House debates

Monday, 27 May 2013


National Electricity Bill 2012; Second Reading

11:42 am

Photo of Robert OakeshottRobert Oakeshott (Lyne, Independent) Share this | | Hansard source

I move:

That this bill be now read a second time.

This is a bill that invites the parliament to end the greatest market failure in Australia today, a regulatory rort that has cost electricity consumers $3 billion since 2009. Of this $3 billion, $1.9 billion has been transferred from the pockets of New South Wales electricity consumers to the pocket of the state government—costing the average customer somewhere around $100 extra each year. This is not spending on new poles or wires or better reliability; it is just extra dividends alone to a state government. In my view, that definitely a rip-off and a rort.

The concept of gold plating came from my region. One resident, a Burrell Creek farmer, took on a local electricity company on this issue and was successful despite, on the way through, being challenged legally to prove his case. He did so, the state government tentacle backed off and the term 'gold plating' is now part of the language of public policy. Unfortunately, part of the mythology that we have a national electricity law that can be changed or altered by this parliament remains to be corrected. We cannot in this parliament at this moment do anything to amend the laws known as the national electricity law. This tries to address it. Currently, the national electricity law is what is known as a 'uniform' national law, but it is only so by virtue of the adoption of a South Australian act of parliament by all other state governments and territories. The National Electricity (South Australia) Act 1996 has been adopted by other states and territories forming what is known as the national electricity market. The purpose of this bill is to adopt, as far as practicable, the existing National Electricity Law and to make the National Electricity Law actually an act of the Commonwealth—one set of laws that can be amended by agreement to the benefit of all consumers rather than being blocked to the benefit of one state government.

This bill would incorporate as far as possible the existing Australian Energy Market Act 2004. The bill would adopt, in as far as possible, the Australian Energy Market Commission Establishment Act 2004, which is also a South Australian act, to make the commission a statutory body of the Commonwealth. I have brought this bill before the House because there is widespread consensus that the electricity sector has experienced a profound regulatory failure when it comes to network prices. Electricity network prices are determined by the Australian Energy Regulator under the National Electricity Rules subject to review by the Australian Competition Tribunal under the National Electricity Law.

The national electricity objective seeks to balance investment with price. But in recent years that balance has been utterly lost. In a further red herring, governments are failing to deliver the national electricity objective. Some state energy ministers are now blaming the Australian Energy Regulator despite detailed independent reviews that prove them wrong. This has been acknowledged in the Council of Australian Governments communique of 25 July 2012. It was acknowledged by the Prime Minister herself in a speech on 7 August. This issue has been picked up by the Liberal National Party. Wrongly, the Leader of the Opposition on 8 August 2012 was asked: do you think there has been gold plating of the wires and cables in some states? Effectively the response was: it is a federal government regulator. It is Julia Gillard's own regulator so if there is a problem it is her fault. That is wrong. That has been proven wrong by detailed independent reviews.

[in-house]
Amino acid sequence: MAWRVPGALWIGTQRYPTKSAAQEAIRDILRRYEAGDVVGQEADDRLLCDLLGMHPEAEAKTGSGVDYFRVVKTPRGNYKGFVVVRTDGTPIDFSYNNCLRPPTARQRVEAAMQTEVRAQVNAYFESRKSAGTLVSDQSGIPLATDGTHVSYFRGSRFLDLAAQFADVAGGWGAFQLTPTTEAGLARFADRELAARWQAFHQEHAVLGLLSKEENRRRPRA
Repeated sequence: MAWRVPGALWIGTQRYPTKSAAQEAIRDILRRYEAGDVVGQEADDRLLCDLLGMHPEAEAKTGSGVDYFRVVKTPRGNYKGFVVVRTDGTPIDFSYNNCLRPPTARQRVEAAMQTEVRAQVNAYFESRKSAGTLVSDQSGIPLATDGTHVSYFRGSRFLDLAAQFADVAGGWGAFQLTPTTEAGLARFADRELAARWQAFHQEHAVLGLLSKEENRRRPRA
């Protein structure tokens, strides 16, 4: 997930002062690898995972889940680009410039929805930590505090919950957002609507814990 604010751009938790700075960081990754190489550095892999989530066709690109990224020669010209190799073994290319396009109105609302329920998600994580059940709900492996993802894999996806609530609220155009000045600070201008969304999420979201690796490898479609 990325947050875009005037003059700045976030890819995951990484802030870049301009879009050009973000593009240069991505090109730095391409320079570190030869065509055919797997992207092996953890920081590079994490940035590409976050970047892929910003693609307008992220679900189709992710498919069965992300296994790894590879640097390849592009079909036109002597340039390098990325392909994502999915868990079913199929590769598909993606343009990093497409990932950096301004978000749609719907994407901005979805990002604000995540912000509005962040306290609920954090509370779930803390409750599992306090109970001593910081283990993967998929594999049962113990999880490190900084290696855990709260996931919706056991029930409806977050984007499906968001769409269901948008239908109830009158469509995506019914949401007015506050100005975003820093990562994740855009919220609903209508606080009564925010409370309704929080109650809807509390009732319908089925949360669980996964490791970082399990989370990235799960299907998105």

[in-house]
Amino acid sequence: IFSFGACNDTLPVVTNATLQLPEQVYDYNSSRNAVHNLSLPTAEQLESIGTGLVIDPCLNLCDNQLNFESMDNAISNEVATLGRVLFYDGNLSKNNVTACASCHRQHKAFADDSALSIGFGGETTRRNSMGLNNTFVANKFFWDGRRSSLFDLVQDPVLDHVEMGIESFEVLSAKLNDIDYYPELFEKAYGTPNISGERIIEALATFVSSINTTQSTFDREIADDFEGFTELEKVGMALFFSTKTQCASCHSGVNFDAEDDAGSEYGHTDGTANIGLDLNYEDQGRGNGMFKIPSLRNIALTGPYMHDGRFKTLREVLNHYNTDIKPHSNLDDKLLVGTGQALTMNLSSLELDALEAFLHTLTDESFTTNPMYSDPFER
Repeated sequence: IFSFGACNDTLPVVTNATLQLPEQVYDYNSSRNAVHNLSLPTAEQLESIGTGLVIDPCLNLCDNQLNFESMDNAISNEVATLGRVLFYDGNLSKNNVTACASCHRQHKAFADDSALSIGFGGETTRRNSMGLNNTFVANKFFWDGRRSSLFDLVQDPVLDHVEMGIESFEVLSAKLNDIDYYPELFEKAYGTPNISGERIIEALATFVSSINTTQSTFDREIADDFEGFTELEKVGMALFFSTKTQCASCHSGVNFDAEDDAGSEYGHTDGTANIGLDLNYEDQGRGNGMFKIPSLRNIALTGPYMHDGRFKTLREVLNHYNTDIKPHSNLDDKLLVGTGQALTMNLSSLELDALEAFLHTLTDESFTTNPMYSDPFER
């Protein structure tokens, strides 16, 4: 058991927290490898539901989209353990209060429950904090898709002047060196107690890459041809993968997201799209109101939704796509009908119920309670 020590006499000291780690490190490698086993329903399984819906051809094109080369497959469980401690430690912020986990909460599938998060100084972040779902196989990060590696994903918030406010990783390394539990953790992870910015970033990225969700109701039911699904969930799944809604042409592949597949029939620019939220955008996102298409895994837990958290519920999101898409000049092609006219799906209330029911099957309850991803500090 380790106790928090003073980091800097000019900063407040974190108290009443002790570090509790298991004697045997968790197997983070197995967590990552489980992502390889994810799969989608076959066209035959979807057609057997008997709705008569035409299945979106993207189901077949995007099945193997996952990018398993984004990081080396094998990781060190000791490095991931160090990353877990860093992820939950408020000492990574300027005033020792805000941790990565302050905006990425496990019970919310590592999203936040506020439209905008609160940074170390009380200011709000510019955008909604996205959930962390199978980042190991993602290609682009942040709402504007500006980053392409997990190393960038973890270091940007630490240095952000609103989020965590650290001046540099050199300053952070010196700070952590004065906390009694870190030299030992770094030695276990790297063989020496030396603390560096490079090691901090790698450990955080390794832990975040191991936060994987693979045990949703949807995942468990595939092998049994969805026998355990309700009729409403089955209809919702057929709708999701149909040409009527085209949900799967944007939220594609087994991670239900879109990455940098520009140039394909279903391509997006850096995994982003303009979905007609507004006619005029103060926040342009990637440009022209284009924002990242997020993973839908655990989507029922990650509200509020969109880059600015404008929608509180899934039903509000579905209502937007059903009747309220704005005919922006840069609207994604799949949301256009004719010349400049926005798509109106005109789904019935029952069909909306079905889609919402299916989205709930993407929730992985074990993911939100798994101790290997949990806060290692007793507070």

The Productivity Commission's report titled Electricity Network Regulatory Frameworks, which was released on 18 August, is one such example that I would encourage the opposition to consider when making further statements in this area. The key fact that we need to fix is that the National Electricity Law is a creature of state parliaments. State parliaments are reaping dividends from this market failure. We need to address it and get a uniform national set of laws. It is not a take over. It is trying to get a fair and balanced playing field in the interests of consumers, not in the interests of state governments.

Photo of Josh FrydenbergJosh Frydenberg (Kooyong, Liberal Party) Share this | | Hansard source

Hear hear.

11:48 am

Photo of Ed HusicEd Husic (Chifley, Australian Labor Party) Share this | | Hansard source

Keep it down, member for Kooyong. I am trying to concentrate on a very important issue. The government and a lot of people recognise the need to make reforms to the electricity sector, particularly with the objective of reducing the pressure on household budgets. I have no doubt this is what has motivated the member for Lyne. A lot of what he said in the House back in October—having read his speech—I have some sympathy with. That said, however, the government has indicated it cannot provide support for the bill. The reason for this is—

Photo of Robert OakeshottRobert Oakeshott (Lyne, Independent) Share this | | Hansard source

A big stick.

Photo of Ed HusicEd Husic (Chifley, Australian Labor Party) Share this | | Hansard source

You keep talking about that big stick, member for Lyne. Keep it away. Through the standing Council on Energy and Resources, an energy reform agenda is being progressed, as it has for many decades, cooperatively with other jurisdictions and it has been endorsed by COAG. There are many factors contributing to rising electricity prices across Australia, particularly in my home state. The member for McMahon, who is here in the chamber with me, and also the member for Lyne hail from New South Wales.